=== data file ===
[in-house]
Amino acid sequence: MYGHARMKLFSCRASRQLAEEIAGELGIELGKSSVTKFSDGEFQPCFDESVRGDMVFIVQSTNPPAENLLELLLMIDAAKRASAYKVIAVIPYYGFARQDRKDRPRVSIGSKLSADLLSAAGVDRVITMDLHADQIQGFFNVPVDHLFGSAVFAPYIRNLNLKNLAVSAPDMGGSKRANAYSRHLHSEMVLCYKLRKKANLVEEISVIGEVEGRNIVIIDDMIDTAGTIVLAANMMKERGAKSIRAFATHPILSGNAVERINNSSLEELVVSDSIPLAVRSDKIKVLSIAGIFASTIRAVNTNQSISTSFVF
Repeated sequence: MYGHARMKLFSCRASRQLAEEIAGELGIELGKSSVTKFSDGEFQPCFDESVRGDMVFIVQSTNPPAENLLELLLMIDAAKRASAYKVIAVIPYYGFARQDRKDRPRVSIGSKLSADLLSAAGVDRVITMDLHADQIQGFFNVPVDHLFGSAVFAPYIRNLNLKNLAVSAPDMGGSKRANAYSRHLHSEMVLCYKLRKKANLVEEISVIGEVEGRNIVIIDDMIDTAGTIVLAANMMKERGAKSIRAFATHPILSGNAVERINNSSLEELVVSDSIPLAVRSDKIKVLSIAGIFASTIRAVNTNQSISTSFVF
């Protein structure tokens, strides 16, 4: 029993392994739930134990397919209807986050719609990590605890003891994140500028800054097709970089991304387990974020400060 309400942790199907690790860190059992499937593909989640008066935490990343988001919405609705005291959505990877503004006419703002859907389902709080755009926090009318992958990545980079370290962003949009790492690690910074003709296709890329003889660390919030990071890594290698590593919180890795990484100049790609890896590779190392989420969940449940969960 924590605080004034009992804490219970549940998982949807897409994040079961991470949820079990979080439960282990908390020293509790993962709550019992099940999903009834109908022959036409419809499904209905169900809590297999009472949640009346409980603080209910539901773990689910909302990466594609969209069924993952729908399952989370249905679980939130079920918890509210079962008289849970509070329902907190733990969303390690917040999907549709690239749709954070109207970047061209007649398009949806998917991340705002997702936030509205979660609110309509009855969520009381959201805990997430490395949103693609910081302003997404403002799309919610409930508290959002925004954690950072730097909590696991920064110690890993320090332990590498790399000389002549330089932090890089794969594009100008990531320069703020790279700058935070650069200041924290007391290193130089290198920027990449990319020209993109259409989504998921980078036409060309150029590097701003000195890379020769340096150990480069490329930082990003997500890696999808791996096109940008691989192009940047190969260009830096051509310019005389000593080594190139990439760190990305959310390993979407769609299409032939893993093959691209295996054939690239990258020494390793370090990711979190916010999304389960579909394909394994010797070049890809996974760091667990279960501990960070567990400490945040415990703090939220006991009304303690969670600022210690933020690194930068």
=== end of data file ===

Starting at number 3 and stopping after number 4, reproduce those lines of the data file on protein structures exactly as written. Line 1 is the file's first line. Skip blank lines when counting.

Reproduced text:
Repeated sequence: MYGHARMKLFSCRASRQLAEEIAGELGIELGKSSVTKFSDGEFQPCFDESVRGDMVFIVQSTNPPAENLLELLLMIDAAKRASAYKVIAVIPYYGFARQDRKDRPRVSIGSKLSADLLSAAGVDRVITMDLHADQIQGFFNVPVDHLFGSAVFAPYIRNLNLKNLAVSAPDMGGSKRANAYSRHLHSEMVLCYKLRKKANLVEEISVIGEVEGRNIVIIDDMIDTAGTIVLAANMMKERGAKSIRAFATHPILSGNAVERINNSSLEELVVSDSIPLAVRSDKIKVLSIAGIFASTIRAVNTNQSISTSFVF
């Protein structure tokens, strides 16, 4: 029993392994739930134990397919209807986050719609990590605890003891994140500028800054097709970089991304387990974020400060 309400942790199907690790860190059992499937593909989640008066935490990343988001919405609705005291959505990877503004006419703002859907389902709080755009926090009318992958990545980079370290962003949009790492690690910074003709296709890329003889660390919030990071890594290698590593919180890795990484100049790609890896590779190392989420969940449940969960 924590605080004034009992804490219970549940998982949807897409994040079961991470949820079990979080439960282990908390020293509790993962709550019992099940999903009834109908022959036409419809499904209905169900809590297999009472949640009346409980603080209910539901773990689910909302990466594609969209069924993952729908399952989370249905679980939130079920918890509210079962008289849970509070329902907190733990969303390690917040999907549709690239749709954070109207970047061209007649398009949806998917991340705002997702936030509205979660609110309509009855969520009381959201805990997430490395949103693609910081302003997404403002799309919610409930508290959002925004954690950072730097909590696991920064110690890993320090332990590498790399000389002549330089932090890089794969594009100008990531320069703020790279700058935070650069200041924290007391290193130089290198920027990449990319020209993109259409989504998921980078036409060309150029590097701003000195890379020769340096150990480069490329930082990003997500890696999808791996096109940008691989192009940047190969260009830096051509310019005389000593080594190139990439760190990305959310390993979407769609299409032939893993093959691209295996054939690239990258020494390793370090990711979190916010999304389960579909394909394994010797070049890809996974760091667990279960501990960070567990400490945040415990703090939220006991009304303690969670600022210690933020690194930068």